Track 1. One of Paddy Flahive’s earliest memories is of the day the Black and Tans marched out of Dingle and he also recalls the day his uncle, Dan McKenna, was released by the Black and Tans and the subsequent celebrations in Annascaul. Paddy’s family were hill farmers in Ballymahon on the outskirts of Annascaul, and he talks about growing up with his nine siblings in a thatched cottage, and also about his schooldays. He mentions the fact that he knew the local men on the run from the Free State army. His dealings with Tom Crean are recalled – he sold him a carload of turf for 7 shillings – and he mentions that Tom’s wife Nell ran the public bar while Tom spent much of his time walking. Subjects also discussed include the work on the land, growing crops, the animals, making and mending ditches and fertilising the land with seaweed carried up the cliffs in baskets. He also recalls some of the field names. The fair day in Annascaul is described, as are the horse fairs at Ballinasare. Track 2. Retired Navy men are recalled and named, including Sullivan, Kennedy, Ashe, Brennan and Corridan who left the coast guard station in Minard around the same time. Their silence about their work is remembered, and Paddy recounts Batt Sullivan’s story and also recalls the local people who joined the American forces.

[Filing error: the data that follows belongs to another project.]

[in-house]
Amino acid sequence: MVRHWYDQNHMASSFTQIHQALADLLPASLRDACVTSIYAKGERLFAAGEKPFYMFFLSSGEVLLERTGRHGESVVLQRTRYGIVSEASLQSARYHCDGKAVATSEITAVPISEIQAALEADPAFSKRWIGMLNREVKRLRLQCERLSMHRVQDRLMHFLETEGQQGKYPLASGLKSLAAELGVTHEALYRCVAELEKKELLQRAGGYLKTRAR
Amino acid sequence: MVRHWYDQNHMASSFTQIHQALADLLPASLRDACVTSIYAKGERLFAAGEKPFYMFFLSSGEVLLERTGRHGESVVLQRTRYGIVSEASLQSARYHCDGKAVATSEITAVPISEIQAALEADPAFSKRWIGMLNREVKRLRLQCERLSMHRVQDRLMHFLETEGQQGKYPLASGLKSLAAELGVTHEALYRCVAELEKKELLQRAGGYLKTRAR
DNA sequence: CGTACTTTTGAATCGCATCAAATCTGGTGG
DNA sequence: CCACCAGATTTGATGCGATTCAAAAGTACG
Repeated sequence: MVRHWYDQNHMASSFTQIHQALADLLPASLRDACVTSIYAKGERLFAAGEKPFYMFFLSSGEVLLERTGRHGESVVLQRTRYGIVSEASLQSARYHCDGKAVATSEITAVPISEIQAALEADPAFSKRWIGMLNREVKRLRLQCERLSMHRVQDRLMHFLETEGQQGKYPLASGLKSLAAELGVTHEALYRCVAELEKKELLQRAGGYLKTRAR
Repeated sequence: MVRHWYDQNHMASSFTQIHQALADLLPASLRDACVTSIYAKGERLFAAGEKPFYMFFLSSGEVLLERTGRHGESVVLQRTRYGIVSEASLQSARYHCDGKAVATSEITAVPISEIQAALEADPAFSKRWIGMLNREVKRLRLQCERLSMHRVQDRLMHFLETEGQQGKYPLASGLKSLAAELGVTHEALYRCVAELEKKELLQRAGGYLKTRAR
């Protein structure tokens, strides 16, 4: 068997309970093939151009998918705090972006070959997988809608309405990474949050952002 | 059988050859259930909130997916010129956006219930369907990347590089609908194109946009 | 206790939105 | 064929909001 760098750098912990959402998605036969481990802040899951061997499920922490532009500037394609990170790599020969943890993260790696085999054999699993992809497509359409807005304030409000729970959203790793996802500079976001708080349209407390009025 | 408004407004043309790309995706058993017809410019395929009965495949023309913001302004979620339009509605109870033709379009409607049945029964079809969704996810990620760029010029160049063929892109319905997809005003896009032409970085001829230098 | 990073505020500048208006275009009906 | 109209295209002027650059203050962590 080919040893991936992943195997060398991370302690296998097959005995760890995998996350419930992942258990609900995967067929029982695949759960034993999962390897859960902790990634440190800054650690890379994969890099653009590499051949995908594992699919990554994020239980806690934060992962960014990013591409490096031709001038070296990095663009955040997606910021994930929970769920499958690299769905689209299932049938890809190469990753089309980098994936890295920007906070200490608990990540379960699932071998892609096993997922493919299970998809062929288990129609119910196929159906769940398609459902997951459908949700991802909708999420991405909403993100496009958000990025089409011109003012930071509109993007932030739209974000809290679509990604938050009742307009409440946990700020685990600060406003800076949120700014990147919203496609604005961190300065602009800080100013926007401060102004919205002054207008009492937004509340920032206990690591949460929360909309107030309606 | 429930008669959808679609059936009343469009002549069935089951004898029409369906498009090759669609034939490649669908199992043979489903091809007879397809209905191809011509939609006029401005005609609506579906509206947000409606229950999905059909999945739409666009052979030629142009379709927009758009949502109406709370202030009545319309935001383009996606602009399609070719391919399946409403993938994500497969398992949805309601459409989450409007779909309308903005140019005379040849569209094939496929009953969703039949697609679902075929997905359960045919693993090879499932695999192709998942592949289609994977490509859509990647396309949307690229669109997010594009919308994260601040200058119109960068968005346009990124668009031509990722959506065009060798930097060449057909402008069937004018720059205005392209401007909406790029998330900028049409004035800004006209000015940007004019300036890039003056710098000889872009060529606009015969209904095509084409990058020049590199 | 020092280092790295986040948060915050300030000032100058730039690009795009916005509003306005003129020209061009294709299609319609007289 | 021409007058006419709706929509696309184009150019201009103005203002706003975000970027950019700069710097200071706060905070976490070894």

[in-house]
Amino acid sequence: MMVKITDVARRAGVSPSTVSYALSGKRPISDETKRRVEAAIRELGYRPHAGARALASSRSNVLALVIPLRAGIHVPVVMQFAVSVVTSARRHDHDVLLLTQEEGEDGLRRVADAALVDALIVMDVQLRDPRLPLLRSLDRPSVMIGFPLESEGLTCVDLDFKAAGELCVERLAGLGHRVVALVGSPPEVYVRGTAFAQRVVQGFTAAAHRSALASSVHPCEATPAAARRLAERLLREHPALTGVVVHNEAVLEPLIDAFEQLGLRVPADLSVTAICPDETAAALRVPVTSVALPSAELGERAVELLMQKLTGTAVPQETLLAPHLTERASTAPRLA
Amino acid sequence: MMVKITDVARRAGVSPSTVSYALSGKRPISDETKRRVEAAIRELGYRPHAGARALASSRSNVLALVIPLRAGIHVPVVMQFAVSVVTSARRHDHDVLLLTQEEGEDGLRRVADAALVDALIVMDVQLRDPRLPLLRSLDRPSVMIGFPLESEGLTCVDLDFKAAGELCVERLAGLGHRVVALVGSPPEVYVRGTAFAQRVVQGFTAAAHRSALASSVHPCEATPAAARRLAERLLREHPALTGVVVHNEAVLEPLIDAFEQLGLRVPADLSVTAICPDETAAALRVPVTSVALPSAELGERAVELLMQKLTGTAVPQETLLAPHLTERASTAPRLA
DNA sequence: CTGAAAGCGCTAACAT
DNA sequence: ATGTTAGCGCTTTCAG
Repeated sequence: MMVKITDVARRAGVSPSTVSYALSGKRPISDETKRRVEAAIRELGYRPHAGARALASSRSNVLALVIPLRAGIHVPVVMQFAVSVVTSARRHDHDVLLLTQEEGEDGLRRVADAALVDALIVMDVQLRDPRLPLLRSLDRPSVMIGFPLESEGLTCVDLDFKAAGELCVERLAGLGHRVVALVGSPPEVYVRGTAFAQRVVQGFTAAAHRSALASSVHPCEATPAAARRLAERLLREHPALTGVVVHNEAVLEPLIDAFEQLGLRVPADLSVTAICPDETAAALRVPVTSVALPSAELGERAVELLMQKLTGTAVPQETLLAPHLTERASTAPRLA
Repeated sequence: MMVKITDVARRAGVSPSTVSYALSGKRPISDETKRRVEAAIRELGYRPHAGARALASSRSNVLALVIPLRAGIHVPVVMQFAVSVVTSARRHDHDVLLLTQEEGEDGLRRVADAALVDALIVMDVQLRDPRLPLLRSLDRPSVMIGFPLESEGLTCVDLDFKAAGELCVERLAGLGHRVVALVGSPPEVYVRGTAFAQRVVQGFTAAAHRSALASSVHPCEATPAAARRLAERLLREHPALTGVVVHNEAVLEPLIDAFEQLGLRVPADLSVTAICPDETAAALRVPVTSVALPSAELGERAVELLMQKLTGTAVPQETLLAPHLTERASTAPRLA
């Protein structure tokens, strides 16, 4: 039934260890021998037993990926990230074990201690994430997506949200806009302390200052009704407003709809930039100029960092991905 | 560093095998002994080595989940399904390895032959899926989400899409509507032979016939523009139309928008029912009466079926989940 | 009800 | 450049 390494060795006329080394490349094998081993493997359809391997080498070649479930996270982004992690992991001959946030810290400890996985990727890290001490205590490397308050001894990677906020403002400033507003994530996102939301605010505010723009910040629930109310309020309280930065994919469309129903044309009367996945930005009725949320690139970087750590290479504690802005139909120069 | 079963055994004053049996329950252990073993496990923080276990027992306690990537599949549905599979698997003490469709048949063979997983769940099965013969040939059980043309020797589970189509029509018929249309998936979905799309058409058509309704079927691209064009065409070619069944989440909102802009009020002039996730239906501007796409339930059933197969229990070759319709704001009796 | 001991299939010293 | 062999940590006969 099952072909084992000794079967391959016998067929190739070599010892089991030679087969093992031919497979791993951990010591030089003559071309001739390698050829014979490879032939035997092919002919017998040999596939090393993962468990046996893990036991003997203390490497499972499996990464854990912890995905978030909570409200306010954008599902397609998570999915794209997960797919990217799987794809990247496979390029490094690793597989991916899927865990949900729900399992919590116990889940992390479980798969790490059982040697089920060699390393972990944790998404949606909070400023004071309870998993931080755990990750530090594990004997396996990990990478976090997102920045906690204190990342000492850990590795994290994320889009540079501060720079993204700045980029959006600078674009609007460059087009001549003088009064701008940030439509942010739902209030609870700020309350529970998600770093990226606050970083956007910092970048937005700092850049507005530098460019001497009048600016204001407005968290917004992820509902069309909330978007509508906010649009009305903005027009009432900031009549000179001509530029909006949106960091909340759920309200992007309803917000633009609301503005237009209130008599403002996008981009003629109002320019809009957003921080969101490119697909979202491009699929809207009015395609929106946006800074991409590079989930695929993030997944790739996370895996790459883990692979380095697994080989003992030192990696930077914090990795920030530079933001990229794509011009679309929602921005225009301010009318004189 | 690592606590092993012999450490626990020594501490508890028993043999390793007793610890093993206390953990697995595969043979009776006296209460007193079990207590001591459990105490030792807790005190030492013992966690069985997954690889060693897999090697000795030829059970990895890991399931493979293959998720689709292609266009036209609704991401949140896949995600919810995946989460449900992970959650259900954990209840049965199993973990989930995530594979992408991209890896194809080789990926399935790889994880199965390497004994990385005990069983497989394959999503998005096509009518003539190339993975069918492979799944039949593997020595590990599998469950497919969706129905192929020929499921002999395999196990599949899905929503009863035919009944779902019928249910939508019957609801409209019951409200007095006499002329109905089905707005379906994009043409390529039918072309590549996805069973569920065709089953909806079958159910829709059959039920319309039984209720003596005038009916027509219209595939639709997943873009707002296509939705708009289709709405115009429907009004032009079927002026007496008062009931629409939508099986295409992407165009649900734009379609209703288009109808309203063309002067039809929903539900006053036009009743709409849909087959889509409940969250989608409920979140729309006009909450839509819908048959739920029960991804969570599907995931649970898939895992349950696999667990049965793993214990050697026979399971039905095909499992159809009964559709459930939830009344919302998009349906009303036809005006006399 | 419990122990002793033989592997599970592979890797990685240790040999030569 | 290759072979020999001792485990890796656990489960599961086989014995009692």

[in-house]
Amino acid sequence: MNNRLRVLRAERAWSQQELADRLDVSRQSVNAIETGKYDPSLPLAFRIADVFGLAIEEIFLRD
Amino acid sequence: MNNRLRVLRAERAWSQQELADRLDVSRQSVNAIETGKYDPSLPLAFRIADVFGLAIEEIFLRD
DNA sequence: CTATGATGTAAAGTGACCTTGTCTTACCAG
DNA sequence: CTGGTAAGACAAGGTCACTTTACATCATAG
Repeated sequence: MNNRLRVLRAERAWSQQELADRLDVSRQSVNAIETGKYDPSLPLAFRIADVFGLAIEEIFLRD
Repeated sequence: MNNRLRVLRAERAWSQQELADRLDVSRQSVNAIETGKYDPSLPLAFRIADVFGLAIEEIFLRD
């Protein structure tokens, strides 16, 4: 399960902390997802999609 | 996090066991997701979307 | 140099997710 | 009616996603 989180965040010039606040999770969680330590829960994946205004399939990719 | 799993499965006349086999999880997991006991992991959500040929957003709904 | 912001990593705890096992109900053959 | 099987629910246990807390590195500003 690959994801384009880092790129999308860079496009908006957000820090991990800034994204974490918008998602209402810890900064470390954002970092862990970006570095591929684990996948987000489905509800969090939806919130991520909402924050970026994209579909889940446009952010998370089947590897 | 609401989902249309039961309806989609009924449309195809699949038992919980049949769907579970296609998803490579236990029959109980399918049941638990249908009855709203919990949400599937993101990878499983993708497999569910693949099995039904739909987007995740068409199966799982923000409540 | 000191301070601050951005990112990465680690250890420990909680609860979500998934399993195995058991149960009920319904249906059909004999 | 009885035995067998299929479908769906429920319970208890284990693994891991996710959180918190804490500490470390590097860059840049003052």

Track 3. Paddy emigrated to New Zealand in 1938 and spent some years there. He recalls avoiding conscription and the many jobs he held while there. Track 4. On his return home he bought a farm in Ballinasare, and worked at cultivating the rough ground. He purchased extra land through the Land Commission. Julia Kelliher became his wife, and he remembers the old dances in local houses and the village hall. His parents’ house is recalled as is his grandmother who was born during the Famine. Paddy remembers well the book Robinson Crusoe which she received from her son who had served in the Royal Navy during World War I. She would read the book to Paddy and he says that this inspired him to travel.